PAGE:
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Men in Bed: Impotence


Twenty years ago, men who had difficulty getting or maintaining an erection would most likely have been told that the problem was in their minds. It was generally believed that 80 percent of male sexual difficulties had psychological origins and there was little doctors could do.

Prostheses and counseling were the two main treatments available. There was a coyness about the subject. Young men often kept their problems to themselves, while many older men just accepted erectile failure as one of the inevitable losses associated with aging.

Since the late seventies, however, much basic scientific work has been done on male sexual function, and the medical approach to the subject has altered. Increased understanding has brought new investigative techniques and improved forms of treatment have been developed.

While psychological factors will always contribute to or result from impotence, it is now accepted that in about half the cases there is an underlying physical cause. Such as been the pace of change that clinics that treat impotence medically are now opening up all around Australia.

This proliferation is due in part to the fact that impotence, regardless of its real cause, is now very easy and very lucrative to treat. The most popular form of treatment today involves injections, and many of the impotence clinics are really no more than injection clinics.

These clinics teach men to self inject and supply them with the solution. Initially, they were welcomed and said to be providing a much-needed service, but early enthusiasm is waning and they have been accused of overcommercializing impotence for profit.

Their potential market is considerable given that 1.5 million Australian men aged between forty-nine and seventy are estimated to have erectile problems.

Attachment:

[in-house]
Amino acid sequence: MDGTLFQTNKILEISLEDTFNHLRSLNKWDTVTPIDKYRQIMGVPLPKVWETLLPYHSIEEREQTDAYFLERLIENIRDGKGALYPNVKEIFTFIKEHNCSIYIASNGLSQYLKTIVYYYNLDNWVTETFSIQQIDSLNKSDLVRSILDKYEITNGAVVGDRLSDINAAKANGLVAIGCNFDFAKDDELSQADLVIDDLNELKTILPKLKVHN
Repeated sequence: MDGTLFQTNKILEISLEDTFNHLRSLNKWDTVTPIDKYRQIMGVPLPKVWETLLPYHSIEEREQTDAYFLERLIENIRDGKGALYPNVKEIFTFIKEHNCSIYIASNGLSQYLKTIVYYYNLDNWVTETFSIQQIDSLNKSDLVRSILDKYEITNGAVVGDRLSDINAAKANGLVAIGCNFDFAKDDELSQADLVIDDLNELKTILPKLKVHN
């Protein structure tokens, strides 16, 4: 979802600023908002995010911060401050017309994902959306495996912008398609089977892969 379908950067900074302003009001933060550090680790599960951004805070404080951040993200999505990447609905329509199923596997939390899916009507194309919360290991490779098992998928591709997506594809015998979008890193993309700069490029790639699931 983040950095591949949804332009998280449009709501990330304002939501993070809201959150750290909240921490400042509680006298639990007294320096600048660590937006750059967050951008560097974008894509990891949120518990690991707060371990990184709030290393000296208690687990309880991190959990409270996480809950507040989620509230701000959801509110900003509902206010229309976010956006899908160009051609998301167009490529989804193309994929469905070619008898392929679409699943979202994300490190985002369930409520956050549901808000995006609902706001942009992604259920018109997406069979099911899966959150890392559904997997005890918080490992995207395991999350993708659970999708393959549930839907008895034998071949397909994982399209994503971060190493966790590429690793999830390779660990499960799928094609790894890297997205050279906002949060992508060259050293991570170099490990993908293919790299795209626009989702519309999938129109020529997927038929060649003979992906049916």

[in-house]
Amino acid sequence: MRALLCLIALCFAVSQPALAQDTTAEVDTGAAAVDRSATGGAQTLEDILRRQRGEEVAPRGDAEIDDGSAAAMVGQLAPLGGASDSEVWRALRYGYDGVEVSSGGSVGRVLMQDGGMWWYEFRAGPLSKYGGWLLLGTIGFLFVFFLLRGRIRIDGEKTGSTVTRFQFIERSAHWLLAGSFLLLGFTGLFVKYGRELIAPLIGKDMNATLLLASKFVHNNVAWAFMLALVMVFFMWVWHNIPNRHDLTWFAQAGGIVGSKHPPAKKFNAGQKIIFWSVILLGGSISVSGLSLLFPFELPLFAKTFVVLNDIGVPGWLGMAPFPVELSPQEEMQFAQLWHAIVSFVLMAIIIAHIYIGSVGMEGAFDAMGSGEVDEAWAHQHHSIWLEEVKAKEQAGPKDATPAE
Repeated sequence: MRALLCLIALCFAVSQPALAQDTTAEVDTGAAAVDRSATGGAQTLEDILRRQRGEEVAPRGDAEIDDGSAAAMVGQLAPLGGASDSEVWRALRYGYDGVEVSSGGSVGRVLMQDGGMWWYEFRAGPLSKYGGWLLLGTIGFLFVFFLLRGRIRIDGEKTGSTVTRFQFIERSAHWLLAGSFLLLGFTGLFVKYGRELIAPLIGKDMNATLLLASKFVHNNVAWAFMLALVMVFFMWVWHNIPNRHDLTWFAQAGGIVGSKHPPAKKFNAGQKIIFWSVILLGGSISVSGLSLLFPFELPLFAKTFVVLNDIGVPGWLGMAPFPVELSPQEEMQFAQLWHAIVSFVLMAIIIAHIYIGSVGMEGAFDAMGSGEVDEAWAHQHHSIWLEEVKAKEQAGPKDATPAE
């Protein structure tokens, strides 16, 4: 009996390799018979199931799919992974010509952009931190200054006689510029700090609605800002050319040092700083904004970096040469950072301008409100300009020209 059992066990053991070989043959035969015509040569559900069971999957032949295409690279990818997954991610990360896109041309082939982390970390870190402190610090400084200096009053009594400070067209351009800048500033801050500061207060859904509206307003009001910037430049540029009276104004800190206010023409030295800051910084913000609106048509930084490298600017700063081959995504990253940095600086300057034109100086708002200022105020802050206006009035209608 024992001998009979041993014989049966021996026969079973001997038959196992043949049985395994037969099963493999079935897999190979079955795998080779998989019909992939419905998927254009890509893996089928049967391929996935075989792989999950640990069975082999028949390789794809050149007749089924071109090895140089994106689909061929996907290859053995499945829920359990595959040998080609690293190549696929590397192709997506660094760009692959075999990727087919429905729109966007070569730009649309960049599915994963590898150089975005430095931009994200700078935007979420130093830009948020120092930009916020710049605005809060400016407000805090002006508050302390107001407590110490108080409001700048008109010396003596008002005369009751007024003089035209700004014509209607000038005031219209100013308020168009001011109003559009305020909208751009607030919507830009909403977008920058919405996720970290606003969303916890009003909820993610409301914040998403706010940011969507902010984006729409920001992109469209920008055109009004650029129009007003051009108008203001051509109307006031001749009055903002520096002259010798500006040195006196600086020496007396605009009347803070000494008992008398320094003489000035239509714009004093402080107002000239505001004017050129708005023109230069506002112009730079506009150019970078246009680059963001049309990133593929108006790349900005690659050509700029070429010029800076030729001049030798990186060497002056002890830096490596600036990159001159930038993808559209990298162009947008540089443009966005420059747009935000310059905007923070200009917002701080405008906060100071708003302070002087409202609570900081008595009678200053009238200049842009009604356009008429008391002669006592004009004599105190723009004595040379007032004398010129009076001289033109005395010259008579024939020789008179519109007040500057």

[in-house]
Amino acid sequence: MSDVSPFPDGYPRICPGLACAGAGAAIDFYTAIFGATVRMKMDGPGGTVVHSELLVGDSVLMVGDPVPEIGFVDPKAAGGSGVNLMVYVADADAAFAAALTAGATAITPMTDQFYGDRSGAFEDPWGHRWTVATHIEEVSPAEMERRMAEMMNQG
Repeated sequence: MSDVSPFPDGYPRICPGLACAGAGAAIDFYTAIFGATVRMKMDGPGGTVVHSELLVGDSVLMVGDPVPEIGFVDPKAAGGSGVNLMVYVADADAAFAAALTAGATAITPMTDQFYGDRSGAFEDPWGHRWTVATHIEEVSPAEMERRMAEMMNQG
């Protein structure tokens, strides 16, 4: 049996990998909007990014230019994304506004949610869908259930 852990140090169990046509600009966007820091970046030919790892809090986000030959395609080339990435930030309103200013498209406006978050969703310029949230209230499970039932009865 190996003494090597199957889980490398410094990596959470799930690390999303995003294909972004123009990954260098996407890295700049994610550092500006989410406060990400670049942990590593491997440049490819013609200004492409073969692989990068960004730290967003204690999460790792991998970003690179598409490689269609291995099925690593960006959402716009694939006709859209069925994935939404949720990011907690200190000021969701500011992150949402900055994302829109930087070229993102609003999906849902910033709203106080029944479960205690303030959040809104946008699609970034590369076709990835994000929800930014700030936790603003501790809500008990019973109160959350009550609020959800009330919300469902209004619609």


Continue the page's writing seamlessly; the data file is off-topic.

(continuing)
Many, but not all, of the clinics, make their profit by putting hefty mark-ups on the injecting solution.

Aggressive advertising campaigns run by some clinics have been roundly criticized by the medical profession for making unsubstantiated claims. They have also been criticized for attempting to draw in older men by inferring that impotence is a socially unacceptable condition and that impotent men are letting the side down. The result is that men in their seventies and eighties are visiting clinics and buying the solution.

The past three years have seen a medicalization of impotence and, with it, a drive to ‘fix up’ all those who can’t perform. Underlying this approach is the assumption that all men have to be potent. But do they? What some men need to hear is that it is okay to be impotent. Getting permission to be impotent is also a form of treatment. As one impotence specialist says, ‘There comes a time in some men’s lives when they just hang up their spurs. They’ve had enough.’

This is not to say that men should completely ignore their impotence. Impotence is strongly linked to vascular impairment, and an episode or two of erectile failure could be an early warning sign of heart or blood vessel disease.

But rather than dash off and have an injection to correct the impotence, men should have the underlying cause of the impotence investigated. Instead of rushing to an impotence clinic, they should visit a general practitioner who can make an unbiased assessment and refer them to a specialist, if necessary.

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